Consultants who audit lawyer's bills said extravagant spending for travel and meals is less common than other billing abuses. They traced the excesses to the 1980s, when the legal profession, like the rest of the economy, was booming.

Law firms grew, and the new bureaucracies became more expensive to run. Some firms began charging for office overhead. Photocopying became part of the profits. Clients noticed curious charges on their bills: "HVC" -- heating, ventilation and air conditioning -- or word processing or filing.

Lawyers usually bill by the hour. Rates vary widely, but tend to range from $85 to $400 an hour.

An associate at a small San Francisco firm told litigation consultant Jim Schratz that a senior partner instructed him to bill for any time he thought about a case, even if it was in the shower.


"When you are getting paid by the hour," legal bill auditor Gary Greenfield said, "there is an inherent inefficiency. The more time you spend, the more money you make, so there is a disincentive to be efficient."

Associates, usually the less experienced lawyers in a firm, are fired if they do not meet minimum billing requirements. Some resort to billing for more time than they work. An hour may become an hour and a half.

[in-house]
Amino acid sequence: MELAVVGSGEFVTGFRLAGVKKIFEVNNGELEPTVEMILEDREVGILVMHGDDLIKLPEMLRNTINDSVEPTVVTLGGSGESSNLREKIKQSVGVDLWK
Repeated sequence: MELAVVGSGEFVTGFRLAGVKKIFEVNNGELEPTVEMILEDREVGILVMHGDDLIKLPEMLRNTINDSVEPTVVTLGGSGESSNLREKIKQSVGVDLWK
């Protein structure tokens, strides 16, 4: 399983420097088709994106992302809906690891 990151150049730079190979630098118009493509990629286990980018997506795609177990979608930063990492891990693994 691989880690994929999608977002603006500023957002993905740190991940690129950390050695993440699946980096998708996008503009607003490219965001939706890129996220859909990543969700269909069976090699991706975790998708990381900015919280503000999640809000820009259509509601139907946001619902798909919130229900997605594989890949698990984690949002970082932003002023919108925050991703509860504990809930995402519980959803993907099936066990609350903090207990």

"The pressure [to bill] is unbelievable, oh unbelievable," said a young San Francisco attorney who left private practice because she could no longer endure it. She is now a government lawyer.

"A lawyer may write a one- or two-sentence letter: 'Enclosed are responses to the interrogatories. Please get back to me,' " said Mr. Greenfield, founder of Litigation Cost Management in Oakland, Calif. "That is a 45-second letter that gets billed for 15 minutes. That is a widespread practice."

For one day, patent lawyer Lewis Eslinger billed clients a total of 25 hours. Mr. Eslinger, reached in New York, declined to comment.

Legalgard Inc., one of the biggest legal auditing firms in the country, has found that some firms charge more when the client is not paying particular attention to the bills.


John J. Marquess, chief executive officer and general counsel of the Philadelphia-based firm, calls it "cost-shifting."

Many lawyers also tend to train young associates or new lawyers at client expense, consultants said. When a lawyer leaves a firm or moves onto another project, the client may be billed for the hours it takes the new lawyer to become familiar with the case.

Firms also may charge for a partner's time to review an associate's work, part of the training process for new lawyers that consultants say should be taken into account when billing.

Challenging a lawyer about a bill often saves the client money.

"Most of them will very quickly cut 25 percent of the bill," said John W. Toothman, founder of Devil's Advocate in Virginia, a litigation consulting firm that examines legal bills, "especially if they think it will repair the relationship and keep your business."